What is nerve-sparing prostatectomy?

Marc B. Garnick, MD
Hematology & Oncology
Men have traditionally shuddered at the risks of radical prostatectomy, especially permanent impotence, which used to occur in nearly all cases. But that began to change in the early 1980s, when a so-called nerve-sparing operation was developed. During this surgery, doctors attempt to spare the two bundles of nerves that lie on either side of the prostate gland and control erections. This type of operation may also reduce the likelihood of other serious side effects, such as urinary incontinence and significant blood loss.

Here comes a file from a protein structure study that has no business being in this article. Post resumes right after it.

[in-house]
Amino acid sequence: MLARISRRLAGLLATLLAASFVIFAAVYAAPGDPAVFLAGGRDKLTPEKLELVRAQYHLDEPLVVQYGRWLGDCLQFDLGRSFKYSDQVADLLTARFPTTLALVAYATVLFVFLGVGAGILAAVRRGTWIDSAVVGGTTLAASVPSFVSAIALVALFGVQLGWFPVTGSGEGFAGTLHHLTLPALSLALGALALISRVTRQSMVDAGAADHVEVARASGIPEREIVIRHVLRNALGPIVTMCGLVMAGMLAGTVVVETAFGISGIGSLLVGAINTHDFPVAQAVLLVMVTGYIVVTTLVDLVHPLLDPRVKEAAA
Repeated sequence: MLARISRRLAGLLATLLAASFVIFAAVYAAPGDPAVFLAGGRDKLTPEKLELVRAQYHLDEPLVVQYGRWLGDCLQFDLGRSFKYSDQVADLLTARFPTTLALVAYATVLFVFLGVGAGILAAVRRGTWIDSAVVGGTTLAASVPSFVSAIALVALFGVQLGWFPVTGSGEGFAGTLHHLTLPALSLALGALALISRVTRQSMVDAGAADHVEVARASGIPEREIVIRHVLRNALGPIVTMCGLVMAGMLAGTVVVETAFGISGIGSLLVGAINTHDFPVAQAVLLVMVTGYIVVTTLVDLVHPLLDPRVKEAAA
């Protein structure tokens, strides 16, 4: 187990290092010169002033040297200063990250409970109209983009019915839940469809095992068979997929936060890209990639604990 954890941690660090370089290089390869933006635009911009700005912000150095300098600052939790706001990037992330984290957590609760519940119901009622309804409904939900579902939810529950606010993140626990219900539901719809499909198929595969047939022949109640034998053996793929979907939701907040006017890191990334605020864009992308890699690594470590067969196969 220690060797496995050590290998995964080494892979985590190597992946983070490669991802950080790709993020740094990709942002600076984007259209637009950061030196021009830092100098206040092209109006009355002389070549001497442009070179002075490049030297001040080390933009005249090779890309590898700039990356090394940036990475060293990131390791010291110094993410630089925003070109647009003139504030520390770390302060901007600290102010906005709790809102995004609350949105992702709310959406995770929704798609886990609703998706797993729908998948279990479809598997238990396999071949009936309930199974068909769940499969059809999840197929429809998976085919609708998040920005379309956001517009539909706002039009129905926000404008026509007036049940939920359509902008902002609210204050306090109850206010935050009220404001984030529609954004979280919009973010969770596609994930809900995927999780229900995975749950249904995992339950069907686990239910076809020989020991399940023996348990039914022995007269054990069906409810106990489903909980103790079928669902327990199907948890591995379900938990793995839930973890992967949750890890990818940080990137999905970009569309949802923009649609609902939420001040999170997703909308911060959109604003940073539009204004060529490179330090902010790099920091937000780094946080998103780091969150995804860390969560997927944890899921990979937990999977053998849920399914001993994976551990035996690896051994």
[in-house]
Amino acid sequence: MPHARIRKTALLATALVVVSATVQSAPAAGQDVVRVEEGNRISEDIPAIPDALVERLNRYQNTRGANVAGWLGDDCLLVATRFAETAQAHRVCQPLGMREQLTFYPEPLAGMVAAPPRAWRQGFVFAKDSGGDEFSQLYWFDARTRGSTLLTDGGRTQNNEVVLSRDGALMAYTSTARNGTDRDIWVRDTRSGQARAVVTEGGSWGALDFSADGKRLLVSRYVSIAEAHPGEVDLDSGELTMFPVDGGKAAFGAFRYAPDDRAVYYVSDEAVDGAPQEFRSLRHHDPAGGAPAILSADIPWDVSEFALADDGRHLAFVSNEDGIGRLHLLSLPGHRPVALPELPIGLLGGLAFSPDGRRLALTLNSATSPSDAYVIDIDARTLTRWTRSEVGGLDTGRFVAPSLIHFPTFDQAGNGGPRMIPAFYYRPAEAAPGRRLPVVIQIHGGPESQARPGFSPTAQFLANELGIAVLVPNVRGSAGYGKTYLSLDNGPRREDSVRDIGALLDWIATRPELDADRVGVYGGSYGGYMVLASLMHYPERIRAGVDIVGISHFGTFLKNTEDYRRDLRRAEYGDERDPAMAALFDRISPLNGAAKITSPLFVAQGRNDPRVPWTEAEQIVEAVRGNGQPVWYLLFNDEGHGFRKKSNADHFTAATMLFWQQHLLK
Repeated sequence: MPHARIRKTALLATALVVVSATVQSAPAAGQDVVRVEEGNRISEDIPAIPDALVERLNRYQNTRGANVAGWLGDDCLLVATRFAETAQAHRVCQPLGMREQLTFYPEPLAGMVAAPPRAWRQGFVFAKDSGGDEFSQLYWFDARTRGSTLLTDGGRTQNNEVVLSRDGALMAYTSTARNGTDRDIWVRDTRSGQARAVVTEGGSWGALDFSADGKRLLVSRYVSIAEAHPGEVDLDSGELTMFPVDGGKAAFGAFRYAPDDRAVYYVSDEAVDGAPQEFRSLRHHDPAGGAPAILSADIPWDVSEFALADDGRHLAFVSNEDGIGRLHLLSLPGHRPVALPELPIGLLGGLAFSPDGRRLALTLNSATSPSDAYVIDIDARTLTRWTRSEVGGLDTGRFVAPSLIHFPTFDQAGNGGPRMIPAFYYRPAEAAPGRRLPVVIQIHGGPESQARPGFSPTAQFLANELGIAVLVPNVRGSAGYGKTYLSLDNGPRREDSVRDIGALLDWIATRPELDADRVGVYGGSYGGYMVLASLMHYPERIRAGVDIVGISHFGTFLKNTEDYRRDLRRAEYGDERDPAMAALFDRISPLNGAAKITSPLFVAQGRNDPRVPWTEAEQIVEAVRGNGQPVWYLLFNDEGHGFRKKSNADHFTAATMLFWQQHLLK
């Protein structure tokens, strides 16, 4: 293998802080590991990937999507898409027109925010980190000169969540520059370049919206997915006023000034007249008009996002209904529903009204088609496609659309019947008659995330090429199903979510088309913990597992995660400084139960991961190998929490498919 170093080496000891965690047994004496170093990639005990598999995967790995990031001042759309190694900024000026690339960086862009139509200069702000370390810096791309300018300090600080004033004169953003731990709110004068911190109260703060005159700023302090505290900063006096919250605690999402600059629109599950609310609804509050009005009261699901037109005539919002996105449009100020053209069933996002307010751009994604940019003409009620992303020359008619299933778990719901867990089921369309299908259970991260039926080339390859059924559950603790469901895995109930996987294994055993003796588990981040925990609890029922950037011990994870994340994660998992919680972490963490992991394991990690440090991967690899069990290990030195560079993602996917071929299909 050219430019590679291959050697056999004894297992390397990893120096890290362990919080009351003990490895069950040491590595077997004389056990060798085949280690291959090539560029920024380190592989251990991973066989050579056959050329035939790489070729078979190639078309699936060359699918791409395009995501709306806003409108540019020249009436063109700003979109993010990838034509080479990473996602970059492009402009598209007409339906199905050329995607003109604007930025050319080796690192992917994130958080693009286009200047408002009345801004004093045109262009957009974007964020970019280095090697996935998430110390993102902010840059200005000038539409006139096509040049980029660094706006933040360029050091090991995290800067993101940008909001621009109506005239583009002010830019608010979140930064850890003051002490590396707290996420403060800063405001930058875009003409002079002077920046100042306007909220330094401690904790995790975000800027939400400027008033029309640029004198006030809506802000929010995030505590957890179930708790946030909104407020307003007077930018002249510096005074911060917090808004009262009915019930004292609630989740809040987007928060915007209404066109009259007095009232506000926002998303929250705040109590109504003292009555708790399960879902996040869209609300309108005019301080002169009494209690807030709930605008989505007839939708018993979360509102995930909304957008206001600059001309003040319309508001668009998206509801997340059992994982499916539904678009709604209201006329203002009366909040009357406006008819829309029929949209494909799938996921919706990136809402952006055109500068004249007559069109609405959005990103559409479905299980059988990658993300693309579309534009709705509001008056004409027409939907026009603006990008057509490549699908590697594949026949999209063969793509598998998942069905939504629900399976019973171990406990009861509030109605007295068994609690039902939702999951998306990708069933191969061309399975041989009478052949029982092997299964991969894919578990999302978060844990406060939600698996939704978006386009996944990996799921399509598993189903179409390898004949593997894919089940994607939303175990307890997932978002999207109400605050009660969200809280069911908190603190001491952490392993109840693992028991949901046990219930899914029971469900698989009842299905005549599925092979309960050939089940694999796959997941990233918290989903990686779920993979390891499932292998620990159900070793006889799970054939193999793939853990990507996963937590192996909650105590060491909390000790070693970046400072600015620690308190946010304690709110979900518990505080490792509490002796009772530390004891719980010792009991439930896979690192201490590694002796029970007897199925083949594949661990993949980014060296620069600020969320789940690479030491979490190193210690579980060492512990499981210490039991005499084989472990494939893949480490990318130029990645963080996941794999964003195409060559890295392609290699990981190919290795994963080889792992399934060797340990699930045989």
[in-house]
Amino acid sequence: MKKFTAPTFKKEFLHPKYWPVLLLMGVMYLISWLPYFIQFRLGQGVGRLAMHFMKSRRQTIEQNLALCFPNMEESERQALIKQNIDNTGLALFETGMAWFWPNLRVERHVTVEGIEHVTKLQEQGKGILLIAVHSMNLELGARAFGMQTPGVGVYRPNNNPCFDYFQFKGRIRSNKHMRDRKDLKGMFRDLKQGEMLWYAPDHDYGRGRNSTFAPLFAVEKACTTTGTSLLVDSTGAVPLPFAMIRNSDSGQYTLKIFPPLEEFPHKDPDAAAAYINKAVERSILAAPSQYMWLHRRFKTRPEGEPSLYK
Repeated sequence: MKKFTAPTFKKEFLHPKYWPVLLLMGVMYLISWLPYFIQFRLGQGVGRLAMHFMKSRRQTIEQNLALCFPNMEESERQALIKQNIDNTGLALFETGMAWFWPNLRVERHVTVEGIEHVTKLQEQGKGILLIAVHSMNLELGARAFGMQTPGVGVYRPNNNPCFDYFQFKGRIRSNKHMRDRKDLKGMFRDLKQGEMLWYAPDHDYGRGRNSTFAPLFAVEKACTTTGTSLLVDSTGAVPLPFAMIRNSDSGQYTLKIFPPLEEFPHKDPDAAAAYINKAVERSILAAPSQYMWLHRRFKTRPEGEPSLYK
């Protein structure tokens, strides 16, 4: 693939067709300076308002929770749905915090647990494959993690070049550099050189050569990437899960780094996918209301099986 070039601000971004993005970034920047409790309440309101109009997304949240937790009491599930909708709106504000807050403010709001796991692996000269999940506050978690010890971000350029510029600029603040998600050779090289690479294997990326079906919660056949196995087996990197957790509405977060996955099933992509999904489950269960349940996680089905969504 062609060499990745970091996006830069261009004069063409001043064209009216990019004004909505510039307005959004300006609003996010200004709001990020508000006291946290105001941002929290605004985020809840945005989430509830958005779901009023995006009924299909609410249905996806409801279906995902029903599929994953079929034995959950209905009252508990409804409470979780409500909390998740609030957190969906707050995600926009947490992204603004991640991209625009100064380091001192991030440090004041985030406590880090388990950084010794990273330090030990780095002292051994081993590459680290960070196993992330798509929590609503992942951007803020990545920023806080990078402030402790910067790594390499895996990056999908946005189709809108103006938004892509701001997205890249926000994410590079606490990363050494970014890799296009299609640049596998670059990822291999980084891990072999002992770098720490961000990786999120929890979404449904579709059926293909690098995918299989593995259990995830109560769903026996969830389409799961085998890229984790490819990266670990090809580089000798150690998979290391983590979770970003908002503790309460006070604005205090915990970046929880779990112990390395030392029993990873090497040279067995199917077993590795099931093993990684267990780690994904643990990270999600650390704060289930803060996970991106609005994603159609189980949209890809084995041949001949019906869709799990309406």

There are nerves and blood vessels that course right against the prostate at the 5 and 7 o'clock positions of the prostate. These function to aid with erectile function and continence. During removal of the prostate, the surgeon can dissect these away from the prostate so they can remain intact and functional. They often may have to heal after the surgery given that there is inflammation that occurs during the healing process. During this time, they do not function as well, which is one of the reasons men may have ED and urinary incontinence after prostate removal. Some men with larger amounts of prostate cancer or more aggressive forms may not be candidates for nerve-sparing due to the risk for leaving cancer cells behind. This needs to be discussed on patient-specific basis. 
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